After falling behind by three late in the second quarter, Maryland women’s basketball found motivation through its effort on the defensive end.
As Tishara Morehouse tried to finish in the paint, Diamond Miller sent back the guard’s shot attempt. The pursuit of the ball was then left to Ashley Owusu and Morehouse.
With the ball hovering over the end line, leaving it would give Florida Gulf Coast the possession and potentially diminish Maryland’s electric run. Instead, the hustle of Owusu paid off, with the junior leaping from in bounds to corral the loose ball and throw it off of Morehouse, who was standing out of bounds.
It were those types of plays that were the difference-maker in the Terps’ second round matchup of the NCAA Tournament. Gluing together a dynamic offense with persistent defense allowed the Terps to clinch a spot in the Sweet 16, beating the Eagles, 89-65.
“We’ve continued to share the ball and play at a really high level, which is what you got to do in March,” coach Brenda Frese said. “This has been our mission all year and why we put the schedule together that we wanted to play.”
Both teams play a similar style of basketball and — from the opening tip — it was clear neither was going to deter from its high tempo offense.
Maryland got its buckets in transition, finishing with nine fast break points in the first quarter. FGCU, on the other hand, hoisted up shots in quick order due to its rapid-fire ball movement, leading to 10 early attempts from beyond the arc.
[Maryland women’s basketball flaunted its offensive arsenal in first round drubbing of Delaware]
Threes by Kerstie Phills and Kendall Spray looked to cut into Maryland’s lead, but the Terps held strong, putting together a 6-0 run to gain a slight cushion. As quick as lightning, however, the Eagles responded with an 8-0 run, which gave them their first lead.
FGCU’s run was largely fueled by Maryland giveaways. Although for a large portion of the quarter the Terps played polished basketball, two late turnovers gave the 12-seed the confidence it needed to end the quarter tied at 23.
Even as Katie Benzan hit a thunderous three with seconds remaining to retake the lead, a quick finish the other way by Morehouse rekindled the momentum.
Two threes from Miller and a tough and-one jumper from Shyanne Sellers kept the Terps ahead in the second. But Spray and the rest of the Eagles continued to launch and connect from deep as the quarter progressed.
The final three of the half from Spray bookended a 36-second, 7-0 run that included an intentional foul penalty on Mimi Collins. FGCU had zapped the momentum after going 7-for-18 from three, leaving the Terps scrambling defensively.
But trailing by three, the clock was on Maryland’s side. Just over three minutes remained for the Terps to take back control — and they did in an emphatic way.
“We made the adjustment that we were more comfortable with and I thought it got us playing harder, more aggressive, and you started seeing where the confidence grew on the defensive end,” Frese said.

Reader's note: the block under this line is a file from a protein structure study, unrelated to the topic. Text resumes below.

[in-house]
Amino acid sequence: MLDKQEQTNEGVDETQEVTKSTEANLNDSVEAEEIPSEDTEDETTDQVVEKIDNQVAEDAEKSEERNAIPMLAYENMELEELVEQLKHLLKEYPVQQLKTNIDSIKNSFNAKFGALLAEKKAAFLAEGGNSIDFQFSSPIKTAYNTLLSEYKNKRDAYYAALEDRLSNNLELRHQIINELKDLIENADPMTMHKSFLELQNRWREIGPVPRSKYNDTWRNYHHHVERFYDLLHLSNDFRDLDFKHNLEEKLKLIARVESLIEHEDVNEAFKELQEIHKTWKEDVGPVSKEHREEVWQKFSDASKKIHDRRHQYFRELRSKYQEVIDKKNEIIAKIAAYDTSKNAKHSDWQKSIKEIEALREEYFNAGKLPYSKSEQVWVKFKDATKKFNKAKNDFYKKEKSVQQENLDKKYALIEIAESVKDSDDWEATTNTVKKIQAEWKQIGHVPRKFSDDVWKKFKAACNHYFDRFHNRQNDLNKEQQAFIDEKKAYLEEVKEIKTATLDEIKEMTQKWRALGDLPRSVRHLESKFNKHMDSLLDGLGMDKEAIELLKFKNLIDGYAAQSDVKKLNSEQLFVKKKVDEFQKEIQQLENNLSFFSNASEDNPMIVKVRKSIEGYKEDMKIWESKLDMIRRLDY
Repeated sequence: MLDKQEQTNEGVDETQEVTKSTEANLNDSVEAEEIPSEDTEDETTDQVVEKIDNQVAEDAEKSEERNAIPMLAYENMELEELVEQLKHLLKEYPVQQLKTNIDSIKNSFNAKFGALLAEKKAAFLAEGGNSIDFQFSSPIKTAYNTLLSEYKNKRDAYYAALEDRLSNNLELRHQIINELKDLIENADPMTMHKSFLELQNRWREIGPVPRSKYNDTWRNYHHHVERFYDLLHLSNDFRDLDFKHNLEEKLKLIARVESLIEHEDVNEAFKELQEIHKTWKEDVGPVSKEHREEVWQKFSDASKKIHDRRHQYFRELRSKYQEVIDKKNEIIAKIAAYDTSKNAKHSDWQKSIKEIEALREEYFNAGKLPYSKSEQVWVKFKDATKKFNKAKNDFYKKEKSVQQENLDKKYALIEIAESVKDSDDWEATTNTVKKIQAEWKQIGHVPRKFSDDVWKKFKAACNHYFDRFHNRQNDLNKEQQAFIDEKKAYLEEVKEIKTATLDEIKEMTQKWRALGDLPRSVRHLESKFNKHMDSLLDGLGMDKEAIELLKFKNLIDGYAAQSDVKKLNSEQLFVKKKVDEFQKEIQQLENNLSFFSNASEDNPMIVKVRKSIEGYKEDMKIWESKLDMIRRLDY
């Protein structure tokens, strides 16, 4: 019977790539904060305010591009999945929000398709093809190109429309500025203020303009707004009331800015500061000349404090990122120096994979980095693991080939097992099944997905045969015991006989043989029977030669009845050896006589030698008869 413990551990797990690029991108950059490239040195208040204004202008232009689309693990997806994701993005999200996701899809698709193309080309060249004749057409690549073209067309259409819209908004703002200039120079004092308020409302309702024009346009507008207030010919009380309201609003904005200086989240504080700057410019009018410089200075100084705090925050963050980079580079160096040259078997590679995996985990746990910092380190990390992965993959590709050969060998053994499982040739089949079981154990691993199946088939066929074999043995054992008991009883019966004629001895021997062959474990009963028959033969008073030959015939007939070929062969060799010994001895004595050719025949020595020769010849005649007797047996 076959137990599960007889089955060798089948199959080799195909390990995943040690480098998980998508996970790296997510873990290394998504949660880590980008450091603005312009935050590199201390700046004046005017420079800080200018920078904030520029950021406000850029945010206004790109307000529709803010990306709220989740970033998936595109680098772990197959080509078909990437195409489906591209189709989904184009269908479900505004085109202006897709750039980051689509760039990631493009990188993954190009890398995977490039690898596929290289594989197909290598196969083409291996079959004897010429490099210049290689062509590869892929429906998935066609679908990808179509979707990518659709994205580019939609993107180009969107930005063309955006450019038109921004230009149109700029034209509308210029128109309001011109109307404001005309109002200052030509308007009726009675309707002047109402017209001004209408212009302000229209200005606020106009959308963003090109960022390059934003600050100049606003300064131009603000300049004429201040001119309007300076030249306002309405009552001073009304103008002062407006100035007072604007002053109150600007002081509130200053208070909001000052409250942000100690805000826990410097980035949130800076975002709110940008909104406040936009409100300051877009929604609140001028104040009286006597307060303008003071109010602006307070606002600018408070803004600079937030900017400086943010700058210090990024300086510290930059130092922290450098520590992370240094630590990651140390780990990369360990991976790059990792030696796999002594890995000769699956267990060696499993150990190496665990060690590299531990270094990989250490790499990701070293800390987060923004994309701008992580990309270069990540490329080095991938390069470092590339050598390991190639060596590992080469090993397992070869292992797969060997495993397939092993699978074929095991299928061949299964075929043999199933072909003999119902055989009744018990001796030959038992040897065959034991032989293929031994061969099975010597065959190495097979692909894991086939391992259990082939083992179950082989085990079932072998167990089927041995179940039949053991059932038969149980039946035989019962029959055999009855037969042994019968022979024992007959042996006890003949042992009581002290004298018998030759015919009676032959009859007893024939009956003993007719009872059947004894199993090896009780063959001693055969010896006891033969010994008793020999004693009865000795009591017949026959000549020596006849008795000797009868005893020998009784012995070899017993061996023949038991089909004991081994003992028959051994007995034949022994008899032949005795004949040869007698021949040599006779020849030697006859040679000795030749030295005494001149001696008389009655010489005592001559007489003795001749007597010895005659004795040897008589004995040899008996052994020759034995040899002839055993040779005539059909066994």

Great defense led the charge. Kiersten Bell was called back court thanks to heavy pressure from Maryland’s zone defense. Angel Reese then followed that up with great on-ball defense against Morehouse, forcing a double-dribble.
The defensive effort led to the Terps’ offense, supplied by Miller and Owusu. Chloe Bibby then found the net from deep to end the half, capping off an 11-0 run to end the half.
“We realized we were just kind of playing off each other, but you need to communicate on defense,” Miller said. “We understood their offense and their game plan and we executed defense.”
[Maryland women’s basketball breezes by Delaware in first round of NCAA tournament, 102-71]
That energy was not to be deterred by the halftime intermission, however, as Maryland opened up the floodgates in the third. Led by Reese’s dominance inside, the Terps extended their run to 19 straight points before FGCU finally scored at the 7:03 mark.
The rally continued, with the Terps building their lead from the free-throw line. A 10-for-12 showing in the third added onto the team’s 30 total attempts.
By quarter’s end, Maryland’s run had reached 35-13. Just like its first round matchup, a decisive third quarter effectively put the game out of reach for the opposition.
Miller and Owusu were once again the main catalysts, scoring 24 and 20, respectively. Reese chipped in 21 points on just six field goal attempts, going 11-for-14 on free throws, as Maryland ran up the score once again.
“My coaches expect a lot from me, I think I draw the most fouls on the team,” Reese said. “So I need to step up and make my free throws … I’ve been focusing. I know my teammates need me to make my free throws.”
Even as the game was all but put away, the Terps still fought for loose balls and played aggressive defense down the stretch. It’s that brand of hunger and dedication to its mission that allowed Maryland to advance to Spokane and the Sweet 16.
Maryland is heating up at the right time as they await their next opponent.
“I think we have each other’s back at the right time, at the right moment,” Reese said. “As long as we stick together within our circle, we can go as far as we want to go.”